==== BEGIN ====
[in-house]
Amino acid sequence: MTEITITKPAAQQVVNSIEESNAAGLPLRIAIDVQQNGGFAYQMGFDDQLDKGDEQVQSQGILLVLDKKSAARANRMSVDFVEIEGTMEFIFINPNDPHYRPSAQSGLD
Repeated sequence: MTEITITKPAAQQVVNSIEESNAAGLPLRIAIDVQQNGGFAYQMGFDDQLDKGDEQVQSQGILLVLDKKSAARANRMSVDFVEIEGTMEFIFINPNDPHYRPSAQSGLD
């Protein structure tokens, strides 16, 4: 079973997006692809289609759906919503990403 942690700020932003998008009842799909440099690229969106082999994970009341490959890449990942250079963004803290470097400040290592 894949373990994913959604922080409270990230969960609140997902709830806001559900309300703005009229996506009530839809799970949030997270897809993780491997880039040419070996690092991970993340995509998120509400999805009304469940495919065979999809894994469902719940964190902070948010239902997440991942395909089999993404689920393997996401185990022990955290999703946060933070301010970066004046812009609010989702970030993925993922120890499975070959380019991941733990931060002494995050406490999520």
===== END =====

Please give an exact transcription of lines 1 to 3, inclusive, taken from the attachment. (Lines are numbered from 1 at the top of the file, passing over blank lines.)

[in-house]
Amino acid sequence: MTEITITKPAAQQVVNSIEESNAAGLPLRIAIDVQQNGGFAYQMGFDDQLDKGDEQVQSQGILLVLDKKSAARANRMSVDFVEIEGTMEFIFINPNDPHYRPSAQSGLD
Repeated sequence: MTEITITKPAAQQVVNSIEESNAAGLPLRIAIDVQQNGGFAYQMGFDDQLDKGDEQVQSQGILLVLDKKSAARANRMSVDFVEIEGTMEFIFINPNDPHYRPSAQSGLD